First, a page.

Against this background, there are several estimates—using different approaches—that indicate massive global infrastructure needs (Schmidt-Traub 2015). For instance, the McKinsey report estimates that $57 trillion in investments will be required until 2030—which is more than the estimated value of today’s infrastructure—to just keep pace with projected global GDP growth (see McKinsey 2016, 1). The McKinsey report suggests that the world will need “to invest about 3.8 percent of global GDP in infrastructure over the period from 2016 to 2030—or an average of $3.3 trillion a year—just to support expected economic growth. Emerging economies account for some 60 percent of that need” (McKinsey 2016, 9). The report concludes that “[i]f they maintain their current trajectories, a number of countries will continue to underinvest to such a degree that the world could fall about 11 percent short of the necessary infrastructure investment. The shortfall could amount to some $350 billion a year… This size of the gap roughly triples, however, when we take into account the additional investment required to meet the UN’s new Sustainable Development Goals” (10).
Figure 3. Total infrastructure needs (US$ billions)
According to estimates from the Organization for Economic Co-operation and Development (OECD) the investment required is equivalent to $70 trillion by 2030 (OECD 2015). The World Bank (2015) estimates that approximately $1 trillion per year is needed in emerging markets and developing economies (EMDEs), while the G20 (2013) suggests that developing countries will need to invest an additional $1 trillion a year through 2020 (Figure 4).
Figure 4. Proposed annual incremental spending by actor to close the infrastructure gap (US$ trillion, constant 2010$)
Source: Bhattacharya et al, 2015, p. 26
McKinsey points out that the current annual investment in infrastructure is between $2 trillion and $3 trillion and it estimates that required investments could reach the equivalent of $6 trillion a year, based on demand of about $93 trillion over 15 years. This means that the government sector, national development banks, and the private sector will have to substantially increase current rates of investment to meet the global demand for infrastructure services. In particular, governments and development banks could be responsible for $1–1.5 trillion in annual incremental spending while the private sector would have to contribute equivalent amounts (Figure 4).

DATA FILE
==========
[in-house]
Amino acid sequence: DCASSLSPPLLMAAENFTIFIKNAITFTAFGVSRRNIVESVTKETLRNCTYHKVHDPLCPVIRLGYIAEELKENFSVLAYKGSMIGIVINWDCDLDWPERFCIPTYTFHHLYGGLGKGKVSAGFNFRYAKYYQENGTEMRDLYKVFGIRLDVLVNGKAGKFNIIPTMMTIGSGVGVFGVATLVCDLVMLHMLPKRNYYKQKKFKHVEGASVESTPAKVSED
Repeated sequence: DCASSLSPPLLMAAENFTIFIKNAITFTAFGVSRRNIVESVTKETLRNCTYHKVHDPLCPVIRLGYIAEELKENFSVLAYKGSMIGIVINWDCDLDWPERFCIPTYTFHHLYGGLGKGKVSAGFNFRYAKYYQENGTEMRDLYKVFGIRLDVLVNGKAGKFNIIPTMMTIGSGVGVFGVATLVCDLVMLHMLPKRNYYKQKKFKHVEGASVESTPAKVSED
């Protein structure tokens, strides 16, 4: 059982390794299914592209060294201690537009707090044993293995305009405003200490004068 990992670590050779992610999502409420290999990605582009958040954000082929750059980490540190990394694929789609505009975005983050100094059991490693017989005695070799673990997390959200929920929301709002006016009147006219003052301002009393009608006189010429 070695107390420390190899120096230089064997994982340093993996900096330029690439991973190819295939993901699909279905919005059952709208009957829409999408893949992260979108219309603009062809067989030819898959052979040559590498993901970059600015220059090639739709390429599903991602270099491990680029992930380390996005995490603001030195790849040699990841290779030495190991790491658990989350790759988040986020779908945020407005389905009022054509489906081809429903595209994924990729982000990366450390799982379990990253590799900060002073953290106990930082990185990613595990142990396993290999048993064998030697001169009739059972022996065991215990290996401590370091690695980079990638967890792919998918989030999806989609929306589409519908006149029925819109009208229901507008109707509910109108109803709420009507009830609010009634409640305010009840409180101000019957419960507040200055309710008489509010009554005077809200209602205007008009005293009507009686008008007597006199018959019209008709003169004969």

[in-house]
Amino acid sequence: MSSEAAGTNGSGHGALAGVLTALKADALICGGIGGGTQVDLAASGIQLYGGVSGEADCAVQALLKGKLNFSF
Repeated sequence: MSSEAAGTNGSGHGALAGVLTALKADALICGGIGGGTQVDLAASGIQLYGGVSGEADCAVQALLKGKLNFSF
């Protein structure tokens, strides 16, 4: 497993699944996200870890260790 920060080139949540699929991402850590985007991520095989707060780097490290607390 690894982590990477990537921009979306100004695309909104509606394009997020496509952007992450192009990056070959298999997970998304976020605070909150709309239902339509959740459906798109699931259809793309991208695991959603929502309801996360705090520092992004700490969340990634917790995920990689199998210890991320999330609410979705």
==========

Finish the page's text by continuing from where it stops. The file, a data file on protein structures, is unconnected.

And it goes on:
The next post will discuss the challenges faced by banks, capital markets, and institutional investors as providers of long-term finance.
Bhattacharya, A., J. Oppenheim, and N. Stern. 2015. Driving sustainable development through better infrastructure: Key elements of a transformation program. Brookings Institution Global Working Paper, No. 80, July.
Calderon, C. and L. Serven. 2014. Infrastructure, Growth, and Inequality: An Overview. Policy Research Working Paper; No. 7034. World Bank Group, Washington, DC
G20. 2013. “Long-Term Investment Financing for Growth and Development.” February.
IMF (International Monetary Fund). 2014. “Legacies, Clouds, Uncertainties.” World Economic Outlook (WEO), October. Washington, D.C.
IMF. 2015. “Uneven Growth. Short- and Long-Term Factors.” World Economic Outlook (WEO), April. Washington, DC.
McKinsey Global Institute. 2013. “Infrastructure Productivity. How to save $1 trillion a year.” January.
McKinsey Global Institute. 2016. Bridging Global Infrastructure Gaps. Accessed October, 2016, at: www.mckinsey.com/industries/capital-projects-and-infrastructure/our-insights/bridging-global-infrastructure-gaps
OECD. 2013. The role of banks, equity markets and institutional investors in long-term financing for growth and development. Report for G20 Leaders, February. Accessed at: www.oecd.org/finance/private-pensions/G20reportLTFinancingForGrowthRussianPresidency2013.pdf
OECD. 2015. “Fostering Investment in Infrastructure: Lessons learned from OECD Investment Policy Reviews.” OECD, January. Accessed at: www.oecd.org/daf/inv/investment-policy/Fostering-Investment-in-Infrastructure.pdf
Ollivaud, P., and D. Turner. 2014. The Effect of the Global Financial Crisis on OECD Potential Output. OECD Economics Department Working Papers, No. 1166. OECD Publishing.
Samama, F., J. Stiglitz, P. Bolton, R. Arezki, and S. Peters. 2016. From Global Savings Glut to Financing Infrastructure: The Advent of Investment Platforms. IMF Working Paper, No. 16/18. Washington, DC. Accessed at: www.imf.org/external/pubs/ft/wp/2016/wp1618.pdf
Schmidt-Traub, G. 2015. Investment Needs to Achieve the Sustainable Development Goals: Understanding the Billions and Trillions. Sustainable Development Solutions Network Working Paper, No. 2, p. 17. Accessed June 27, 2016, at: unsdsn.org/wp-content/uploads/2015/09/151112-SDG-Financing-Needs.pdf
UNSDSN. 2015. Investment Needs to Achieve the Sustainable Development Goals.
UNTT (UN Inter-Agency Task Force on Financing for Development). 2013. “Financing for sustainable development: Review of global investment requirement estimates” In UNTT Working Group on Sustainable Development Financing, Chapter 1.
World Bank. 2015. Long-term Finance. Global Financial Development Report 2015-2016. Washington, DC: World Bank.